State Says Federal Climate Change Rules Flawed, Unachievable
Ohio Environmental Protection Agency Director Craig Butler said Monday that the Obama administration's proposed limits on carbon dioxide emissions from power plants are technically erroneous and "not legal." Director Butler's conclusion contrasts sharply with that of environmental groups, which believe the president's plan to reduce carbon emissions from power plants presents an opportunity for Ohio to grow its green energy economy and benefit from lower electricity rates.
This summer, the U.S. Environmental Protection Agency released its "Clean Power Plan" calling on states to reduce CO2 emissions 30% from 2005 levels by 2030. The agency says the proposed rules would benefit public health while reducing electricity bills an estimated 8% through energy efficiency gains and reduced electricity demand. The U.S. EPA also recently issued separate rules calling for reductions in ground-level ozone, or smog.
Director Butler called the proposal a "massive and unprecedented overhaul of the power generation, transmission and distribution system" that would threaten reliability of the grid, reduce employment in the manufacturing and coal mining sectors and increase electricity rates. "Ohio EPA believes the entire proposal should be reconsidered," he said in a letter to U.S. EPA Administrator Gina McCarthy that OEPA submitted along with its public comments on the rules. "Ohio EPA has an obligation to be good stewards of the environment, and we support having a robust energy policy that is protective of public health and air quality. However, U.S. EPA's proposed Clean Power Plan is technically flawed, not legal and unworkable in its current form," he said. OEPA said the proposal was on questionable legal ground since the
Federal Energy Regulatory Commission delegated PJM Interconnection to dispatch power using the least expensive resource first to meet energy demand. "Nowhere is U.S. EPA delegated authority for states to usurp the Federal Power Act and mandate generation dispatch based on CO2 emissions rather than cost," the agency said. Moreover, OEPA said Section 111(d) of the federal Clean Air Act prohibits the federal agency from limiting CO2 emissions since it already promulgated rules for the same power plants under a different section of the law. Director Butler said a provision in the rules that would require electric generating units achieve a 4-6% heat rate improvement, a measure of how efficiently facilities operate, is "technically infeasible." Meanwhile, CO2 reductions derived from a 13.8 million megawatt increase in renewable electricity sources "were derived from erroneous assumptions on current state law," he said. Other reductions based on a required 16.3 million MW increase in energy efficiency measures by 2029 "are not realistic over the long term."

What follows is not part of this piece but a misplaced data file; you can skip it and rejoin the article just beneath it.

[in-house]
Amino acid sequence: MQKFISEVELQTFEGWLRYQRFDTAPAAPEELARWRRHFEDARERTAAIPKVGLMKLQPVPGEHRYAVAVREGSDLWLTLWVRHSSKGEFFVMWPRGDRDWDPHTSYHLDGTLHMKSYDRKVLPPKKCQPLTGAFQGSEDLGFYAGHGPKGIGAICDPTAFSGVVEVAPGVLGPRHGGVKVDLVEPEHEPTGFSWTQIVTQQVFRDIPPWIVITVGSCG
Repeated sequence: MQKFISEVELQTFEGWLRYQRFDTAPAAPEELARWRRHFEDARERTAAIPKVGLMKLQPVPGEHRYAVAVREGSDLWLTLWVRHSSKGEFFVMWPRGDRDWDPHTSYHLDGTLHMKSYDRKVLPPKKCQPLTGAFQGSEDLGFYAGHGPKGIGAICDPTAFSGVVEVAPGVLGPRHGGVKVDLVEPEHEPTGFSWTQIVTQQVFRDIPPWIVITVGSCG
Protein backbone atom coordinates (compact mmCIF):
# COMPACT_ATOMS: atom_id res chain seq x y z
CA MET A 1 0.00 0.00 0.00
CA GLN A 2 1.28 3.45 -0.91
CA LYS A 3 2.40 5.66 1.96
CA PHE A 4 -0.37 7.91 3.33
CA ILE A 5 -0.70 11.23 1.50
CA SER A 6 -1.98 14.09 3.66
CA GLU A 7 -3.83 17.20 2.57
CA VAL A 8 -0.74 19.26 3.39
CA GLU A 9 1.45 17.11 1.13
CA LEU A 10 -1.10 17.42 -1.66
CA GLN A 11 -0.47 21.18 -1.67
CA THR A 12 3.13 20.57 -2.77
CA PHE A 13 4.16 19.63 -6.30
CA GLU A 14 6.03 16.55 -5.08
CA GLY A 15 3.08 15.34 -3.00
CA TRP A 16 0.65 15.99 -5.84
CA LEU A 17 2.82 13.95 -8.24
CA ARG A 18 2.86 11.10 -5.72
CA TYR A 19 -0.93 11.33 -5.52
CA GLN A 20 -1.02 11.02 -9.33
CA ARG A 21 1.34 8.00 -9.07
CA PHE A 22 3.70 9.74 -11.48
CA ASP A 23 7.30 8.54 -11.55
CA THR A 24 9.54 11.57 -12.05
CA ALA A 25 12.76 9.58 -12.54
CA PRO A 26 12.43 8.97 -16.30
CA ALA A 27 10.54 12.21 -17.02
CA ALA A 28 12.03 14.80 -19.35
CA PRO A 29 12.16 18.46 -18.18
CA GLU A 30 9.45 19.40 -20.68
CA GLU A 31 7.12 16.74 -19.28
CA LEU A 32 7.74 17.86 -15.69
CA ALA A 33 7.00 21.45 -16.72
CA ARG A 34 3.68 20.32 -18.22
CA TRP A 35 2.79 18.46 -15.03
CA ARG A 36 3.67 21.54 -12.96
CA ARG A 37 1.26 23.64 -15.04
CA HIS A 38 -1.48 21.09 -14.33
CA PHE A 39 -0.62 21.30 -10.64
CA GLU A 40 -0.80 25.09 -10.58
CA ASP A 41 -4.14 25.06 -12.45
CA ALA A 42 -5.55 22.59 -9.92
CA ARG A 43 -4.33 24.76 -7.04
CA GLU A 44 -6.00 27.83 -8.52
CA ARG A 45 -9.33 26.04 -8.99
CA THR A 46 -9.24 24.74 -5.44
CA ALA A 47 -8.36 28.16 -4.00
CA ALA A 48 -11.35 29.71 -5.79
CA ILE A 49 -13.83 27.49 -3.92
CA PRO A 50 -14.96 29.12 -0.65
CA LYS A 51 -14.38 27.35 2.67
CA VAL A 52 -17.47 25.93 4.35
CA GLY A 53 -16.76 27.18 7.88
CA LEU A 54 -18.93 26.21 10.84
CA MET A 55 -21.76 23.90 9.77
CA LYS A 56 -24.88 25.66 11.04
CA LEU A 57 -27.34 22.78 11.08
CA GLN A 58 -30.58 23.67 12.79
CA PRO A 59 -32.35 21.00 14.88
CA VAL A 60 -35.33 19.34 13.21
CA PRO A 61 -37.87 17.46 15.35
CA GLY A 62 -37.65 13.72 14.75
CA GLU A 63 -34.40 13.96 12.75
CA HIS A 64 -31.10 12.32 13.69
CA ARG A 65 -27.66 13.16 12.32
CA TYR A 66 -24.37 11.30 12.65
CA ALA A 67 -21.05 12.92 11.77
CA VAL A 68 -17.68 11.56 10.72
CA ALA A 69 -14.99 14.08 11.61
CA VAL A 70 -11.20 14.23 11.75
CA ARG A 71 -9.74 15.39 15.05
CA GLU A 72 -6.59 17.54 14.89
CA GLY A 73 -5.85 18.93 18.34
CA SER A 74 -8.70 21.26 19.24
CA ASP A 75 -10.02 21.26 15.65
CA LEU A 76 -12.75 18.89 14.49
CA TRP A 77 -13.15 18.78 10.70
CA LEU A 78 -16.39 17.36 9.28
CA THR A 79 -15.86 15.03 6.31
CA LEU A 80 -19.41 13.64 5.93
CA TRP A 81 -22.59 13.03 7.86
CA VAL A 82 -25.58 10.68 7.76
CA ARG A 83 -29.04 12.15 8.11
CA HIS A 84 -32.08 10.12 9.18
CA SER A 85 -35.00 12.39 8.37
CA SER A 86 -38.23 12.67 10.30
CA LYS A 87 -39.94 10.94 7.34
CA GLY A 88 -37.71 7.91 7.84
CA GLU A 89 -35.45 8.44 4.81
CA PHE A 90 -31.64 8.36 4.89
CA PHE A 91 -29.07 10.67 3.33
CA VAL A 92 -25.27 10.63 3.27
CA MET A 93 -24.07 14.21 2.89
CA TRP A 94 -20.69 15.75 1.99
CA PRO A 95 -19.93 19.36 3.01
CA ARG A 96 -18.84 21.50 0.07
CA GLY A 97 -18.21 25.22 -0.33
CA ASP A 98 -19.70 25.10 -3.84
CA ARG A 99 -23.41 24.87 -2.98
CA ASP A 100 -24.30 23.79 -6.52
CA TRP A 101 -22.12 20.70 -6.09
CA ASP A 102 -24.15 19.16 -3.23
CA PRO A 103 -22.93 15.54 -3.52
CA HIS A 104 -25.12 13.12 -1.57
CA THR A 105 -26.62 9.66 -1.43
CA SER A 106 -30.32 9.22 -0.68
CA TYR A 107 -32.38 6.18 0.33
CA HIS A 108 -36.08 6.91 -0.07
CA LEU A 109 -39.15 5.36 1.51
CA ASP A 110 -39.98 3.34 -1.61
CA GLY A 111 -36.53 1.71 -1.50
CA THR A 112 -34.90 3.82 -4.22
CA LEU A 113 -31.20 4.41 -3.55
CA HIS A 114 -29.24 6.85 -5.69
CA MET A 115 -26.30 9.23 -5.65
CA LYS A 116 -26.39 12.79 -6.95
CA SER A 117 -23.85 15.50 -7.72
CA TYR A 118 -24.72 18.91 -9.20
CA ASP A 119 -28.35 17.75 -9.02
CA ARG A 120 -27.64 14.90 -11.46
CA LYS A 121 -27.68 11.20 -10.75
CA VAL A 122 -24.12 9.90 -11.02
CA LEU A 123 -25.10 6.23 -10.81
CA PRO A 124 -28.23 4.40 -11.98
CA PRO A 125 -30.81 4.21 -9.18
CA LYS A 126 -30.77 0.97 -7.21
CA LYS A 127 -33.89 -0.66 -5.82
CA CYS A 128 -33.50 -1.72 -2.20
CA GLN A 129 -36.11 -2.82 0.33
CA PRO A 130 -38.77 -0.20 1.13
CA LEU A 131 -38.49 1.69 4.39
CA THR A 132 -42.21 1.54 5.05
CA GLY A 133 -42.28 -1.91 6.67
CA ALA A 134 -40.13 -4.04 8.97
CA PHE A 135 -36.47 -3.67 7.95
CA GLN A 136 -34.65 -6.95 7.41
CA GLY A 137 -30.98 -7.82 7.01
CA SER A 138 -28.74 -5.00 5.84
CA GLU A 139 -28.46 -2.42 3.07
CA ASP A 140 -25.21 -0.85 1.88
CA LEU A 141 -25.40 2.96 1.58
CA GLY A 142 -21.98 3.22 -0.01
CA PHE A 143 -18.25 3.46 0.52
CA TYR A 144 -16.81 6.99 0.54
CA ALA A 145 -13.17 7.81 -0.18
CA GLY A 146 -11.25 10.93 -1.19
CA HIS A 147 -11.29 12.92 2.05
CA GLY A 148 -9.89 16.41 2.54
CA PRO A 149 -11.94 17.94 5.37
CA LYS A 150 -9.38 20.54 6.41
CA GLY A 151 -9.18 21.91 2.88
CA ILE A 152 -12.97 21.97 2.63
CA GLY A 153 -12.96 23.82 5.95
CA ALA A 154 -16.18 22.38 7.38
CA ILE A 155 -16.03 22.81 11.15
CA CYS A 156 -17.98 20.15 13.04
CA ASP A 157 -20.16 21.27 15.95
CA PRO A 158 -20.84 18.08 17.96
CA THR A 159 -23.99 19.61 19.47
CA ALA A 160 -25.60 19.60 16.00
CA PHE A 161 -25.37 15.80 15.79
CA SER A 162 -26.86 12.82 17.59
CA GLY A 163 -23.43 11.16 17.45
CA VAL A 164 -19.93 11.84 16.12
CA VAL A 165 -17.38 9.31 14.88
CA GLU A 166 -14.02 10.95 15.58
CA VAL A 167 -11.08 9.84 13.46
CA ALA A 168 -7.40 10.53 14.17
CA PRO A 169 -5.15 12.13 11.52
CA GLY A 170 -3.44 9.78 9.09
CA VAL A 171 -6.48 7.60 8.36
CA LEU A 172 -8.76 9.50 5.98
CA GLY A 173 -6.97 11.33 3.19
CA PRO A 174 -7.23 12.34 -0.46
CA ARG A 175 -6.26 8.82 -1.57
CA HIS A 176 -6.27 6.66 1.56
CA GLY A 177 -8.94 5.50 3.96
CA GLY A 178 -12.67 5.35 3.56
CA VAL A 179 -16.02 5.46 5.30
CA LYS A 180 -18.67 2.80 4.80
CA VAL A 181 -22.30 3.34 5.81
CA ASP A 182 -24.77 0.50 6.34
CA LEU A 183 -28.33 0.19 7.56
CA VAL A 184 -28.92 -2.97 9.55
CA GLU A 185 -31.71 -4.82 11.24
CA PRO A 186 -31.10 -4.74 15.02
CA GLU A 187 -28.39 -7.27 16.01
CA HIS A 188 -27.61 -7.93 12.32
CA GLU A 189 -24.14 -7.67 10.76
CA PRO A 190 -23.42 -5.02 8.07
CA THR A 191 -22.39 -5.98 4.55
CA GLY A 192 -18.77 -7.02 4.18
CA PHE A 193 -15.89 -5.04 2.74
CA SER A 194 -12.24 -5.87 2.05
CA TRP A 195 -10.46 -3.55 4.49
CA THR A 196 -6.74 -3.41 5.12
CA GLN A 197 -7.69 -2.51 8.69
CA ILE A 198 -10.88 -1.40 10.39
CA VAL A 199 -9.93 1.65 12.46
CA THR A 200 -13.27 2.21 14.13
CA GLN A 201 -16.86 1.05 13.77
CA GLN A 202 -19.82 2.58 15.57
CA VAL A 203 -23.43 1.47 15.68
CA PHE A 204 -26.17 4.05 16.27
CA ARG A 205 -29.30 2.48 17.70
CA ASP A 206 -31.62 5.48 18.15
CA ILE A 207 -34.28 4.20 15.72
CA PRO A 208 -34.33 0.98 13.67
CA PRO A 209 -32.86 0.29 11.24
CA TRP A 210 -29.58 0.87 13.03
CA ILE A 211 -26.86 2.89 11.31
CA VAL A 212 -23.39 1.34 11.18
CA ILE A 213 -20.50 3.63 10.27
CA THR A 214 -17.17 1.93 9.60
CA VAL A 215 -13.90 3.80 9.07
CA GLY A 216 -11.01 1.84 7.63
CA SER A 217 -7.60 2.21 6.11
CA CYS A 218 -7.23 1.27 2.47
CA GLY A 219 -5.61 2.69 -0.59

OEPA said the state's alternative energy law shows that Ohio supports renewable energy and energy efficiency. "However, this new proposal and the associated federalization measures will dis-incentivize renewable energy and energy efficiency initiatives that states like Ohio have had success implementing at the state level," the agency said. "No entity we had discussions with during our review of this proposal, public or private, communicated their desire for this state-specific activity to be afforded to U.S.EPA." The proposed federal rules emerged just as the legislature was finishing work on a bill that eased compliance with Ohio's renewable and energy efficiency standards (SB 310).
The Energy Mandates Study Committee, which is considering additional green energy restrictions during a two-year delay of the annual benchmarks, will likely review how the proposed climate change rules interact with the law. Ohio has already reduced CO2 emissions from 138 million tons in 2005 to 107 million tons in 2013, OEPA said in the agency's comments. Further reductions due to power plant shut downs resulting from the federal Mercury and Air Toxics Standard could further reduce carbon pollution an additional 33.8 million tons between 2015 and 2016. "As a result of U.S. EPA's recent MATS, Ohio will lose roughly 30% of 2012's coal-fired generating capacity. As generating units install control equipment to comply with MATS, this CO2 proposal layers an even greater degree of uncertainty on the industry." OEPA also criticized U.S. EPA's cost analysis, saying it "radically underestimates the projected cost" of electricity under the changes. The agency cited a Public Utilities Commission of Ohio analysis that indicates compliance with one provision of the rules calling for a shift to natural gas generation would cost Ohioans about $2.5 billion more for electricity in 2025.